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In InDesign CS5: Interactive Documents and Presentations, Adobe Certified Instructor and designer James Fritz shows print designers how to use InDesign by itself and in conjunction Flash Professional to layout and design a wide range of digital documents. The course provides a tour of digital publishing trends, showing real-world examples of what can be achieved through InDesign. Several start-to-finish projects are also included, such as creating a presentation with transitions and animations, and building an interactive microsite. Exercise files accompany the course.
Presenting in Full Screen mode let's you see your page transitions and hides distracting elements of the UI. To make it easier to enter fullscreen, we're going to add a button that lets you to enter and exit fullscreen from a PDF. To create a Full Screen button, we're going to go to the master page called A-Nav. Let's double-click. Next, we're going to place a snippet. I'm going to go to File > Place, and inside my Links folder, I have a snippets directory, and I'm going to select fullscreen_button.idms and click Open.
With my loaded cursor, I'm going to click and put this in the lower left-hand corner. I'm just going to move this down here. Next, I'm going to zoom in so we can see this closer. With this graphic selected, let's go over to our Button panel. If you don't have the Button panel showing, you can go to Window > Interactive > Buttons. Let's convert this into a button. We're going to click on Normal, and we're going to name it "Fullscreen". Now we need to add Action so when you click on it you can go into Full Screen mode.
We're going to click on Actions > PDF Only > View Zoom. The zoom level that we're going to choose is Full Screen. This action will only work inside a PDF. It will not work inside a SWF. Now let's create a rollover appearance for this button. I'm going to click on Rollover, go to the button, and double-click. With the background of this object selected, I'm going to my Fill and choose black. Then I'm going to go to my Stroke and choose black.
Next, I need to select the arrow. I'm going to deselect, select the button again and then double-click to select the arrow. With the arrow selected, I'm going to change it to fill the paper, and now I'm going to deselect. Let's select the button again and change its appearance to Normal. If we open our Preview panel, we can quickly preview to see if the Button's appearance is working. When we mouse over the button, it looks like it's working. We can close the panel. Now that we have the button finished, let's add a tooltip.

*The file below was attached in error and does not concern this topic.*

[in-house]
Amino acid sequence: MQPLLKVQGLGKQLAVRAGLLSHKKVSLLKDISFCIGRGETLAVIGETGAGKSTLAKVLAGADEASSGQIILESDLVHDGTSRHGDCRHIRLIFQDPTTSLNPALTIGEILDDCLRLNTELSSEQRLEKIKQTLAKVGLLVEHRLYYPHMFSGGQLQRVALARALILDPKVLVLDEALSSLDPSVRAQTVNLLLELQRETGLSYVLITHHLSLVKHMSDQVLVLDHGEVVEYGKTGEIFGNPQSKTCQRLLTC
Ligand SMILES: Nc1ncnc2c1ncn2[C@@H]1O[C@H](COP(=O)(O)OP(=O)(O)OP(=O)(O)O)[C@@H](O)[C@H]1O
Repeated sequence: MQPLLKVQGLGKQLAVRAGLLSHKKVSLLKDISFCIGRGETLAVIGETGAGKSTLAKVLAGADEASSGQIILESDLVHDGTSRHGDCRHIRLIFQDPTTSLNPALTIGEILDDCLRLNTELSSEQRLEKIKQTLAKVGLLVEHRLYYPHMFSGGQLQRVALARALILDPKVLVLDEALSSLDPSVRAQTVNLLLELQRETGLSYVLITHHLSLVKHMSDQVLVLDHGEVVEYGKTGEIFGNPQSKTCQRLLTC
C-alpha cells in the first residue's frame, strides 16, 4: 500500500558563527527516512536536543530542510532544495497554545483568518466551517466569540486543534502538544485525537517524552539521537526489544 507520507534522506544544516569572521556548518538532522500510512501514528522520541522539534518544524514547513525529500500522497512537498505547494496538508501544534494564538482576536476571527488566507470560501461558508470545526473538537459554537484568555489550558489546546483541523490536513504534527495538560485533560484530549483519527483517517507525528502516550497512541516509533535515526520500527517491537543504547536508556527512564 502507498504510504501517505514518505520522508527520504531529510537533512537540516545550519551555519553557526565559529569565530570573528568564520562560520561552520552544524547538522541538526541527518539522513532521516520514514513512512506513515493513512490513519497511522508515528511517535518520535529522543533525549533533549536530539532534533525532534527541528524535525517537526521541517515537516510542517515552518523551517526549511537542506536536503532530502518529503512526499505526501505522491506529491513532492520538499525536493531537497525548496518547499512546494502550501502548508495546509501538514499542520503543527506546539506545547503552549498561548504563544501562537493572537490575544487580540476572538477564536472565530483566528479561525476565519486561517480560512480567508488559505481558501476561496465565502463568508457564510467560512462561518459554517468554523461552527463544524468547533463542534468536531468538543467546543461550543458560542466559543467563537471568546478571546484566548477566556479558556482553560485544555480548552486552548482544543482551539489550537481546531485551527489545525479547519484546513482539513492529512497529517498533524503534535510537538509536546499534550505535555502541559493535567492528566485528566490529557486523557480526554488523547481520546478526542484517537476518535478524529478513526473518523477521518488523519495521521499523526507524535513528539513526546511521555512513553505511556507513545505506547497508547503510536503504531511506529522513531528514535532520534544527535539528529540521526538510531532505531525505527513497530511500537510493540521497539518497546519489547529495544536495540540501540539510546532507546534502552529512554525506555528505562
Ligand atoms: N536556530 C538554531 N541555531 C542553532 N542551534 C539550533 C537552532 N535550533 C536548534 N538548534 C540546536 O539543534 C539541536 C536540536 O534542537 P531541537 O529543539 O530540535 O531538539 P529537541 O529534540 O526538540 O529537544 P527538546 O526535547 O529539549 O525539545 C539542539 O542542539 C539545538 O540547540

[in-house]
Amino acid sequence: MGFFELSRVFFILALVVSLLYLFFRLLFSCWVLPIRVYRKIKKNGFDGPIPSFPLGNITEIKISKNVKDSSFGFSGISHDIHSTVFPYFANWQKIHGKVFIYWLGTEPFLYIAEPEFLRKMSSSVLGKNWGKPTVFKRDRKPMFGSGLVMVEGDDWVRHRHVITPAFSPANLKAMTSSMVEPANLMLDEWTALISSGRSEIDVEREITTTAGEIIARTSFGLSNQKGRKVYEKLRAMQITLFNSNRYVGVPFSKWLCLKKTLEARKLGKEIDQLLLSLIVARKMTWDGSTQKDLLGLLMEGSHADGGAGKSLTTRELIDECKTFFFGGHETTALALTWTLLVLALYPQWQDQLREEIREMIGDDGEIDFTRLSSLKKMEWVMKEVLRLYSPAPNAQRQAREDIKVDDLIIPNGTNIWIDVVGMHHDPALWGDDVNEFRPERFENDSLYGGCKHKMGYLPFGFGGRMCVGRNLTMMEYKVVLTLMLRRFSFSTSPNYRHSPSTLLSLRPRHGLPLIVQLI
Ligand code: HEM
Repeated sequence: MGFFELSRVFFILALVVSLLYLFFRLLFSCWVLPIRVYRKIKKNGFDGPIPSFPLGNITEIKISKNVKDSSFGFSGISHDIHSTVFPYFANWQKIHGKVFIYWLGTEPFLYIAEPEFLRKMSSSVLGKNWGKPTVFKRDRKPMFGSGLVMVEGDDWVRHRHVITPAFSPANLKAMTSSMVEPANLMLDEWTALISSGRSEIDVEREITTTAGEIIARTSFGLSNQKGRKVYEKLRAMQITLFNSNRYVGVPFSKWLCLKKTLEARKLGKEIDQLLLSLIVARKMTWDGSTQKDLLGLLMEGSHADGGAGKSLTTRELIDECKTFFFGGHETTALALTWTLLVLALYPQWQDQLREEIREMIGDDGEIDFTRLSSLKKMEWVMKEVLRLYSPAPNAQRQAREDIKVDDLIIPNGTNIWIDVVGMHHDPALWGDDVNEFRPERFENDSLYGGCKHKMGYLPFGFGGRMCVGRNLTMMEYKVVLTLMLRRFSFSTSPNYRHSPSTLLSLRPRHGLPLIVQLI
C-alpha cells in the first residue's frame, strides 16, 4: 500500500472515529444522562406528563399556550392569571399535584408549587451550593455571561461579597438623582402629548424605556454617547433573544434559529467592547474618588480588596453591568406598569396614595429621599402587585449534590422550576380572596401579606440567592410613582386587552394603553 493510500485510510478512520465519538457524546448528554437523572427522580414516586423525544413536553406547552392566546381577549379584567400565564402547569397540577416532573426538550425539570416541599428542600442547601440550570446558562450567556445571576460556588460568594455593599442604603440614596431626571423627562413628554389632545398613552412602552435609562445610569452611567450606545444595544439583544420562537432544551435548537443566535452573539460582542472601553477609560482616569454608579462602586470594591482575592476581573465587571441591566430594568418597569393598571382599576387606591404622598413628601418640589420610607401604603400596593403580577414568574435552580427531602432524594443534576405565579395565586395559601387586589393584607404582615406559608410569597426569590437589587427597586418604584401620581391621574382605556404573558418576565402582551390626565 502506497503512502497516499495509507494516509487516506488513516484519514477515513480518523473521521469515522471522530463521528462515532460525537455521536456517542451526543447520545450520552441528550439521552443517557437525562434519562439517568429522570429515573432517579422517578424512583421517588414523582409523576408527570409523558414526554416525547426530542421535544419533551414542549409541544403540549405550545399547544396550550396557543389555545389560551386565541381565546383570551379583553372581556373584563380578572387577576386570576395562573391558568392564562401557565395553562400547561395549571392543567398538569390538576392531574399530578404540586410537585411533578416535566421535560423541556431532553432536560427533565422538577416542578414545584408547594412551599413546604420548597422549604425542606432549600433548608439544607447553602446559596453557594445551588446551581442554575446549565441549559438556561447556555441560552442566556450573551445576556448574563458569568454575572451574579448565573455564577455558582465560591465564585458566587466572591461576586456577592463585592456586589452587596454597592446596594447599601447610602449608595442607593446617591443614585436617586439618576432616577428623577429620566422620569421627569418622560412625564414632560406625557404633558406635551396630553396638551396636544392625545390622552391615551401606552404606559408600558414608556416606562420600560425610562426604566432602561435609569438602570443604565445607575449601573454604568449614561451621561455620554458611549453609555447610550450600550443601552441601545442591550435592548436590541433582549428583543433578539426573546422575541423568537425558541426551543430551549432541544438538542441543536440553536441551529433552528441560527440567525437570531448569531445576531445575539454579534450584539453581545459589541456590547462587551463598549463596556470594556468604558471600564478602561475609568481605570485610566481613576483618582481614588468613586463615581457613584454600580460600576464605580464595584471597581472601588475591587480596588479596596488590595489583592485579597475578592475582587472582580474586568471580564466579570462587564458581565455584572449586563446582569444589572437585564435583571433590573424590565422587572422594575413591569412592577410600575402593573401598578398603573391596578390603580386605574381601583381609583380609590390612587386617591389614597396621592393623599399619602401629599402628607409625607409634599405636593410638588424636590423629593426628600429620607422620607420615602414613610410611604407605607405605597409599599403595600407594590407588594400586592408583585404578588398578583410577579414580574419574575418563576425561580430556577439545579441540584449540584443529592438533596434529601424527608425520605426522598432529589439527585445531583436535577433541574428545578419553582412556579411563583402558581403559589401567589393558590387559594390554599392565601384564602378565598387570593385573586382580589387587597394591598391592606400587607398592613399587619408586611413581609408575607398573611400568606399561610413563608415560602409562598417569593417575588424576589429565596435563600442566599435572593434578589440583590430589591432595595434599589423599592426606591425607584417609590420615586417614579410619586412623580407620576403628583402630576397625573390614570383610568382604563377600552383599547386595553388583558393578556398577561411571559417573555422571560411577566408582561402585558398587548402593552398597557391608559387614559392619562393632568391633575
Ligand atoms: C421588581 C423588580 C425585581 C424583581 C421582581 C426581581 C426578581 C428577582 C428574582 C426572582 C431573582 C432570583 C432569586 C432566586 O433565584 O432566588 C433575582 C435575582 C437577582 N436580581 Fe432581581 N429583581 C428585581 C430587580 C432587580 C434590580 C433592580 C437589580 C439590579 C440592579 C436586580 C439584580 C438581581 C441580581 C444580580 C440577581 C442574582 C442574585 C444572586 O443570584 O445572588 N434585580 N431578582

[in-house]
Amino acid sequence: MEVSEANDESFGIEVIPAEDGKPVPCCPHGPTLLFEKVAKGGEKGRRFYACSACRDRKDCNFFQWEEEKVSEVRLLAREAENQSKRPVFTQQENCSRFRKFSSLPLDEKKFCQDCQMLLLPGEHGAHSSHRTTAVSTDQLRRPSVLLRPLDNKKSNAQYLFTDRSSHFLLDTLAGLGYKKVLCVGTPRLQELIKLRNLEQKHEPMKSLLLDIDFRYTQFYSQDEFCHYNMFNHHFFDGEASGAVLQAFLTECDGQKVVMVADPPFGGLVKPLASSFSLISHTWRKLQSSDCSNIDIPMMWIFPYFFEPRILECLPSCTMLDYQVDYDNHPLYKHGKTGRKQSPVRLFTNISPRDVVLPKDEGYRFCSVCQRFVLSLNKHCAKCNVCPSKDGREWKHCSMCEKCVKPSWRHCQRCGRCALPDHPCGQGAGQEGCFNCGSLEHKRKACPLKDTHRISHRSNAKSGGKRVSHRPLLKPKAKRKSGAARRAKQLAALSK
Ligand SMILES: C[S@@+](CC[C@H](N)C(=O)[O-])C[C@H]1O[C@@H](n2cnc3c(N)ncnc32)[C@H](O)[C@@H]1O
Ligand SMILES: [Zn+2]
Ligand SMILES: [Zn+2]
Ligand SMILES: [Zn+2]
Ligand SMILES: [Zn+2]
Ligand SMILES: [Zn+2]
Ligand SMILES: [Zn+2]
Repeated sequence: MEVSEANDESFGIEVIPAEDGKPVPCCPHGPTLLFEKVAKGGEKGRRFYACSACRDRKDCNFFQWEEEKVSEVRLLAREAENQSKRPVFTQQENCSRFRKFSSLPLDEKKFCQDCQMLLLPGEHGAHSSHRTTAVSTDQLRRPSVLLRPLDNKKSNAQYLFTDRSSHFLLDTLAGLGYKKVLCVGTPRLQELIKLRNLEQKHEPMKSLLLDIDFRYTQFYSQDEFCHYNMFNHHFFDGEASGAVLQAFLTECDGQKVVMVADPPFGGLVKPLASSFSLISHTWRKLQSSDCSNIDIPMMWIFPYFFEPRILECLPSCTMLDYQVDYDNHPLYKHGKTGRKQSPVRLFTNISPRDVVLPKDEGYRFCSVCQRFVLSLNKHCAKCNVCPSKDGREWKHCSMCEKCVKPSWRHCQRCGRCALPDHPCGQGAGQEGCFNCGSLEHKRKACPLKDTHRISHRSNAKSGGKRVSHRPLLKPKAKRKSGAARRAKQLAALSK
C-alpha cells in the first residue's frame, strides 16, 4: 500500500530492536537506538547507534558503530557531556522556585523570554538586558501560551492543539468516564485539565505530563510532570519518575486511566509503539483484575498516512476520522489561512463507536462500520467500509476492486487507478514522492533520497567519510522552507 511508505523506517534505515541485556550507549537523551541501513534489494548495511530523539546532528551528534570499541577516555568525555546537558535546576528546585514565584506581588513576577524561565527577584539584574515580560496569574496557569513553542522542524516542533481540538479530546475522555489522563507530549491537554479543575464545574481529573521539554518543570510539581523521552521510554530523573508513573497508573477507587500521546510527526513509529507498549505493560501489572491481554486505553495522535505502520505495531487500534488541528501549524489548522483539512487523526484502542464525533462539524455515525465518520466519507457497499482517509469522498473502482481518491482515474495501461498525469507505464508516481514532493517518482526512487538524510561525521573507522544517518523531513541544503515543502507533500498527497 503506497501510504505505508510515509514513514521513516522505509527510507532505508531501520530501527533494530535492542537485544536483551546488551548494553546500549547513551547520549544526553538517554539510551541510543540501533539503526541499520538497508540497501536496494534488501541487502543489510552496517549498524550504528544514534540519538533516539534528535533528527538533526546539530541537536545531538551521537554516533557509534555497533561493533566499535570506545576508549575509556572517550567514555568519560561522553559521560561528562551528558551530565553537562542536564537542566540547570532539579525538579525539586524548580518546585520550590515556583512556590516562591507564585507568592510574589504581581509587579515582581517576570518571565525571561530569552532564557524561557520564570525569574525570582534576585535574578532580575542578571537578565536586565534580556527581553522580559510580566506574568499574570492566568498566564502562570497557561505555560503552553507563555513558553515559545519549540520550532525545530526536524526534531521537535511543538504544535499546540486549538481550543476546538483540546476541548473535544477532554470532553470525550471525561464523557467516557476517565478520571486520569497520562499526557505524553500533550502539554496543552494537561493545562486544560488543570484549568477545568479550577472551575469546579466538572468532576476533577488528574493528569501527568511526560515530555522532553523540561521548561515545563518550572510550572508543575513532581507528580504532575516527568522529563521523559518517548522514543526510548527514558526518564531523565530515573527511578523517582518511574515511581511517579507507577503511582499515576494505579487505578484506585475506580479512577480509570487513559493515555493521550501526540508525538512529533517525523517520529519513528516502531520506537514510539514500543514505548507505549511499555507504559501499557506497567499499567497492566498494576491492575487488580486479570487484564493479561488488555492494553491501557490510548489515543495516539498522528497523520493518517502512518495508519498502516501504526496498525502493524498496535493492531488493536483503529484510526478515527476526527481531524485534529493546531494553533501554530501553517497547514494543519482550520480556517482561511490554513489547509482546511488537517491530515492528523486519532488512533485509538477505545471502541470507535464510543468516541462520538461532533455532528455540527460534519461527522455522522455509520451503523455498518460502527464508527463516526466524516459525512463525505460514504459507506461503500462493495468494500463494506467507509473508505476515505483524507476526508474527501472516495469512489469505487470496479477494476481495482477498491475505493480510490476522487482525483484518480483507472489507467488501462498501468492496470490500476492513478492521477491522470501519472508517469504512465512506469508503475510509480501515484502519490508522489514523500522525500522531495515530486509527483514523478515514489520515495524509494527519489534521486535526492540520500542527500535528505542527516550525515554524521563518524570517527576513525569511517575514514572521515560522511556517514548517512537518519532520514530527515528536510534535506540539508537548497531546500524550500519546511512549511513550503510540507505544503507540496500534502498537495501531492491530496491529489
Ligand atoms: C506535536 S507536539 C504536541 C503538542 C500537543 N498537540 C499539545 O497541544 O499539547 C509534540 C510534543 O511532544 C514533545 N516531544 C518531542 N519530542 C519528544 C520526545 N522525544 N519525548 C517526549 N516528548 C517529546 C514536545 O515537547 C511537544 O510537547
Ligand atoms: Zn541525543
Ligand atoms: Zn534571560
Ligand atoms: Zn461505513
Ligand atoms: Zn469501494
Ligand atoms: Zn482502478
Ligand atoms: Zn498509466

A tooltip is a little pop-up window that lets you know the purpose of the button. If you have a lot of buttons in your presentation, that can be confusing. But by adding tooltips, we know exactly what they mean. With this button selected, we're going to go to our Button panel, inside the panel menu, and choose PDF Options. I'm going to type in "Click to enter and leave full screen mode" because we can press this button to enter and leave Full Screen mode. Let's create some tooltips for the other buttons.
This is the First Page button. We'll go to the Buttons Panel menu and choose PDF Options. Let's type in "Go to first page". This is the Previous Page button. We'll go to the Button Panel menu and choose PDF Options. The next button will be "Go to next page", and finally, "Go to last page".
Now that we have all these buttons finished, let's export to an interactive PDF. File > Export > Adobe PDF (Interactive), on our Desktop. We'll click Save, we'll View it After Exporting, and click OK. Now looking at our PDF, when we mouse over one of the buttons it'll say, "Go to next page," "Go to last page," and "Click to enter and leave full screen mode." When you click the button to enter Full Screen mode, Acrobat will display a warning.
We can click Remember my choice for this document, and then we'll never have to see this warning again. Let's hit Yes. Now in Full Screen mode my tooltips still work. I could give my presentation, and I can click and leave Full Screen mode. Tooltips are a great way to convey a button's meaning, but they don't have to be used just for regular buttons. If you're giving a presentation with a lot of images, you could create a button that's invisible, and on that button add a tooltip that tells you about that image. That way, during the presentation if you forget what to say, you can always mouse over that picture, and the tooltip can give you a reminder.
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